FAQs

Frequently Asked Questions

Q:How can I get the best from my ceramic harmonica microphone?

A:To get the best out of your Silver Bullet ceramic high-z harmonica microphone

The microphone is unbalanced and high impedance. The mic therefore needs to be matched to a high impedance socket on your amplifier; normally labelled as “passive” (typically used for acoustic pick-ups).

Using a low impedance output will diminish volume performance of the mic and therefore require a pre-amplifier.

Unbalanced microphones can pick up interference (buzz/hum) from fluorescent lights and some electrical equipment. If this happens turn increase distance or turn off source of interference. Use a good quality (shielded) lead – such as an electric guitar lead.

Q: How can I get the best from my dynamic low-z harmonica microphone?

A:To get the best out of your Silverfish Dynamic Low-Z harmonica microphone

• The microphone is unbalanced and low impedance. The mic therefore needs to be matched to a medium/high impedance socket on your amplifier; normally labelled as passive.
• Poorly matched impedance may diminish the volume and performance of the mic and therefore require an impedance conversion (low to high) as it is important to drive equipment with a source microphone signal that is lower in impedance than the destination amp’s input impedance (e.g. an amp input impedance of at least 10 times the amount of the source mic impedance).
• Depending on your rig the use of an impedance conversion is recommended for maximising output and significantly boosting the power output of this microphone (and releases the beast in this mic). For example, using a Shure A85F “low to high impedance microphone-matching transformer” will provide an additional 24 dB of signal gain. Note that this will also require a mono (female) to XLR (male) converter plug to link to your microphone lead and couple (line 1 and 3 to earth) to the in-line transformer. You should be getting a strong sweet sound from your microphone so if you are having signal strength issues the first thing you should do is transform the impedance (low to high). A pre-amp is another alternative for additional signal modification – but with added risk of introducing noise to the line.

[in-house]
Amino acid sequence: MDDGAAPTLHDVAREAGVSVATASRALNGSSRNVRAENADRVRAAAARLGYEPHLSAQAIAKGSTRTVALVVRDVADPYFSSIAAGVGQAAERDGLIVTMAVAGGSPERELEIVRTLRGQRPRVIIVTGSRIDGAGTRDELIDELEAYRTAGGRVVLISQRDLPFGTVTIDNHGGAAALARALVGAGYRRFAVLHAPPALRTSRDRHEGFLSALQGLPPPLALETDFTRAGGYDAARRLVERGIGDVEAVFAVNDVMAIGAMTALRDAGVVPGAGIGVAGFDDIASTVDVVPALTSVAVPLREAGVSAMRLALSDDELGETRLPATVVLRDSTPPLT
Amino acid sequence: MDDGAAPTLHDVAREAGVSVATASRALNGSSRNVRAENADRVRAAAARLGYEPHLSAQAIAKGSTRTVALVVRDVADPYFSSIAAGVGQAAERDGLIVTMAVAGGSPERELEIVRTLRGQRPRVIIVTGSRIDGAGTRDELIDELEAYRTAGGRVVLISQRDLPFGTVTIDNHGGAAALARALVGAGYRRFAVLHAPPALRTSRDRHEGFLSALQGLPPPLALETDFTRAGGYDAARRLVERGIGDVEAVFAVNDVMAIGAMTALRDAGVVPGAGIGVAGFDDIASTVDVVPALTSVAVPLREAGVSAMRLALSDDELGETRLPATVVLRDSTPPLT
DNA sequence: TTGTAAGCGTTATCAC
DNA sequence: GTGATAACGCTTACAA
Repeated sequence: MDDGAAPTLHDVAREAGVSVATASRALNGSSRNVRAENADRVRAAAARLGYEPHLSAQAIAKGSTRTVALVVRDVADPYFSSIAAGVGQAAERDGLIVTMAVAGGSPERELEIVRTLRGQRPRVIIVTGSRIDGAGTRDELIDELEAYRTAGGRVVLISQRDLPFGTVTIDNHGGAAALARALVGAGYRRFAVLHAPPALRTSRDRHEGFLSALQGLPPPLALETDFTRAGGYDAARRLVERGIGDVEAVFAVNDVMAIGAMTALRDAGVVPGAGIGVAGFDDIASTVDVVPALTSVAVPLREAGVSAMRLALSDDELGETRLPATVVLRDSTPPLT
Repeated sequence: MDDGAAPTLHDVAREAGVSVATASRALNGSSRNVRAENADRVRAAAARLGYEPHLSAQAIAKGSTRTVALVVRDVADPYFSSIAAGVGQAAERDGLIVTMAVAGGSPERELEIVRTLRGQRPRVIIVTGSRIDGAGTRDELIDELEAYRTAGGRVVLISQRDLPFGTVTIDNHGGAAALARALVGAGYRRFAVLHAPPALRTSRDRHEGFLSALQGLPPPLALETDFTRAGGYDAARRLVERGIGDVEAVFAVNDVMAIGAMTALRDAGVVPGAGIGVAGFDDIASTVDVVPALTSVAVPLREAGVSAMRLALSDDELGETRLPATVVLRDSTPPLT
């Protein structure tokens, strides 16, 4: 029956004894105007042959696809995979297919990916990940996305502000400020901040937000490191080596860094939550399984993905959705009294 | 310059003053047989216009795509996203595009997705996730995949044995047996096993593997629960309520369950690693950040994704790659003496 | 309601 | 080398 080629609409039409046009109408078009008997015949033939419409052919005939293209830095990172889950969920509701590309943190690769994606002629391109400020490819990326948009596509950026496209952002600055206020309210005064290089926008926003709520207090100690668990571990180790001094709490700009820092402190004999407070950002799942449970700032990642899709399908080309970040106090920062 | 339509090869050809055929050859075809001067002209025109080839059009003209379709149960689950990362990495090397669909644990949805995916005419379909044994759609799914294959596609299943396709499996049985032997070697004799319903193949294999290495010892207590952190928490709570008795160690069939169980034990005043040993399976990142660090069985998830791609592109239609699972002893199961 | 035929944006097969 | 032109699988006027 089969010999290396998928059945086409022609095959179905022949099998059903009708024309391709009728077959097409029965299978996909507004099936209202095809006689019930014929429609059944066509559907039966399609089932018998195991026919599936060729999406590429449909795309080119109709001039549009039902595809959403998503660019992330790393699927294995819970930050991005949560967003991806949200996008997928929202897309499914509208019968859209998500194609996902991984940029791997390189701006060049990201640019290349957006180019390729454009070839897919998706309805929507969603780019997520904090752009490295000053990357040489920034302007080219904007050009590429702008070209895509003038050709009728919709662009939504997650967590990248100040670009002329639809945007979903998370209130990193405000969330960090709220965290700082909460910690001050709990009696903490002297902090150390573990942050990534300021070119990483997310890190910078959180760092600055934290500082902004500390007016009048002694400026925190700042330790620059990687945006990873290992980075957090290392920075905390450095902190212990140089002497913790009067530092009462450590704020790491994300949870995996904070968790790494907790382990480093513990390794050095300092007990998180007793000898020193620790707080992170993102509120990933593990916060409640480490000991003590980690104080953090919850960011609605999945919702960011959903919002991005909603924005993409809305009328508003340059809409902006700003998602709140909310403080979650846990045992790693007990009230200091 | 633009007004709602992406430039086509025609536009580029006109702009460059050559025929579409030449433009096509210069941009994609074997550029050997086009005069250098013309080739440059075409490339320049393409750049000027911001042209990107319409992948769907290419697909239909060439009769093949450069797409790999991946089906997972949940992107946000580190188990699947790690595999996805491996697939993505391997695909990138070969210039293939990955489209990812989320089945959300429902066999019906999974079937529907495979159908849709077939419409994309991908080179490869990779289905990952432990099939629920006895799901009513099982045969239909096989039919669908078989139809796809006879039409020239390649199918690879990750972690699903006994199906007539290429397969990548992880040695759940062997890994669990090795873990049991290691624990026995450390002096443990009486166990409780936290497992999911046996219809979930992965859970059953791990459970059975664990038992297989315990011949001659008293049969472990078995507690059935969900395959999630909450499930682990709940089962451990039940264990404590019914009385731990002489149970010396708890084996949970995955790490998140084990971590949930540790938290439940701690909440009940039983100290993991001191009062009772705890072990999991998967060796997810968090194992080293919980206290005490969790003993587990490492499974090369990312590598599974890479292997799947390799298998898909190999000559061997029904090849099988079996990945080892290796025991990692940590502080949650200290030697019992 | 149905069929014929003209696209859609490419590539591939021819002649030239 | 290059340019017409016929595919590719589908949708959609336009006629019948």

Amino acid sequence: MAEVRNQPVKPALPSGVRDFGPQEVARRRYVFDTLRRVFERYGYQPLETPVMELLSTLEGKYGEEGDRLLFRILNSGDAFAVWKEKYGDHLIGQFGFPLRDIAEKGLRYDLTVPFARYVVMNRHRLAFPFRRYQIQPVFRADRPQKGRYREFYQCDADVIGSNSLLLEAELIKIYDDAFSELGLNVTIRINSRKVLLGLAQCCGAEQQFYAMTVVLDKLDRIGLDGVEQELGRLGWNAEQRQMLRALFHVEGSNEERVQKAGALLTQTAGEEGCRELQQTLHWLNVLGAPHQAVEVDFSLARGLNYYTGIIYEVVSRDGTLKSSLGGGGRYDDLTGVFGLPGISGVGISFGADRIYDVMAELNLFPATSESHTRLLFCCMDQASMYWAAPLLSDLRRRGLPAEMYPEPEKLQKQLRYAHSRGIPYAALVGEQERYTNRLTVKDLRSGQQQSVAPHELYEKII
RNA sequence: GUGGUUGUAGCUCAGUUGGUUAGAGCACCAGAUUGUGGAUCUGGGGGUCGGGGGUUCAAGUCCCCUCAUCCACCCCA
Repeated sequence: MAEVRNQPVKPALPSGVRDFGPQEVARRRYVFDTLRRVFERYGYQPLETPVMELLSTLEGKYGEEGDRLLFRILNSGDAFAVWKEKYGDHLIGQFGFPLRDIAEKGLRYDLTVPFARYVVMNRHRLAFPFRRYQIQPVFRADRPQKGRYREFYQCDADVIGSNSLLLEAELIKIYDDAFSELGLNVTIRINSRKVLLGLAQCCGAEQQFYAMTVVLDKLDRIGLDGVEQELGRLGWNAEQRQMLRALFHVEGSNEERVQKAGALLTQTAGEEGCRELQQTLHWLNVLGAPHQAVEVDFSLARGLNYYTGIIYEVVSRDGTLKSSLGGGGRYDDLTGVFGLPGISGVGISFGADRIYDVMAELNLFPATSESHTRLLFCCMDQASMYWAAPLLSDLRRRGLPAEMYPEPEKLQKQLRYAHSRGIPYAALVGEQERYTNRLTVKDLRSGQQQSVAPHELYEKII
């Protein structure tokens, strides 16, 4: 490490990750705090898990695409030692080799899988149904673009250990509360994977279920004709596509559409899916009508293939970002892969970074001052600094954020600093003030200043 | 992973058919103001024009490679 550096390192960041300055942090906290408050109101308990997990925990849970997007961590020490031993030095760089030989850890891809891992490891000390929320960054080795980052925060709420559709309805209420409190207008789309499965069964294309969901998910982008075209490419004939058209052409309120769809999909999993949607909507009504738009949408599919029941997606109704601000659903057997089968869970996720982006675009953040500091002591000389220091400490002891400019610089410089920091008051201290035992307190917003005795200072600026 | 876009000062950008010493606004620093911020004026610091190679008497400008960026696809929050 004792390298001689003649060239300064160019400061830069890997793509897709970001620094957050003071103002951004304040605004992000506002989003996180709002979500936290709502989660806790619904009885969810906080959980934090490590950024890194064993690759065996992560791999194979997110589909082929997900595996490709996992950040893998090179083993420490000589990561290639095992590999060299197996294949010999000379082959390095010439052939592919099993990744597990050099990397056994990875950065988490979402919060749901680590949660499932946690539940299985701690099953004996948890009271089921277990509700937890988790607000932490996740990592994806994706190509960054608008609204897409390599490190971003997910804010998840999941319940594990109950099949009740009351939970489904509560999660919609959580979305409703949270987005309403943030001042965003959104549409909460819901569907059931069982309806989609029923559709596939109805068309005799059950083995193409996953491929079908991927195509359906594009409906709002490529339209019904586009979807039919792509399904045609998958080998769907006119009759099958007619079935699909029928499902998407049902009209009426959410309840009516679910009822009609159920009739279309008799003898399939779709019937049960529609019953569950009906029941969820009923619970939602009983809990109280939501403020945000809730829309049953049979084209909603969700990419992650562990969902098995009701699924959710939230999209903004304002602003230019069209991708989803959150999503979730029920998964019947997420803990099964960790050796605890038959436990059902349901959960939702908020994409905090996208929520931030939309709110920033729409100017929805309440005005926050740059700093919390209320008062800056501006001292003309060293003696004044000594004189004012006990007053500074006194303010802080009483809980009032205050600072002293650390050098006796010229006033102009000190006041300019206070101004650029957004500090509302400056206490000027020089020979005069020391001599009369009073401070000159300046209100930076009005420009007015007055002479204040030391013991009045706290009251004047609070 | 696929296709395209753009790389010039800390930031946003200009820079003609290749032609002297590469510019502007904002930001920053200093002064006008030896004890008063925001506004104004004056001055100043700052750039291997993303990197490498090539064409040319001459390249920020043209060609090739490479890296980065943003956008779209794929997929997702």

• Unbalanced microphones can pick up interference (buzz/hum) from fluorescent lights and some electrical equipment. If this happens increase distance or turn off source of interference. Use a good quality (shielded) lead – such as an electric guitar lead.
• Using a right angle jack plug for the harmonica mic is a great idea and works well with the rig.
• Your mic is a precision item of equipment so avoid dropping and use the protective case.
• Please do not attempt to disassemble/ open the microphone. This will damage the components and negate your warranty.

Q:How can I get the best from my dynamic low-z harmonica microphone?

A:To get the best out of your Silverfish Dynamic Medium-Z harmonica microphone

• The microphone is unbalanced and medium impedance. The mic therefore needs to be matched to a medium/high impedance socket on your amplifier; normally labelled as passive.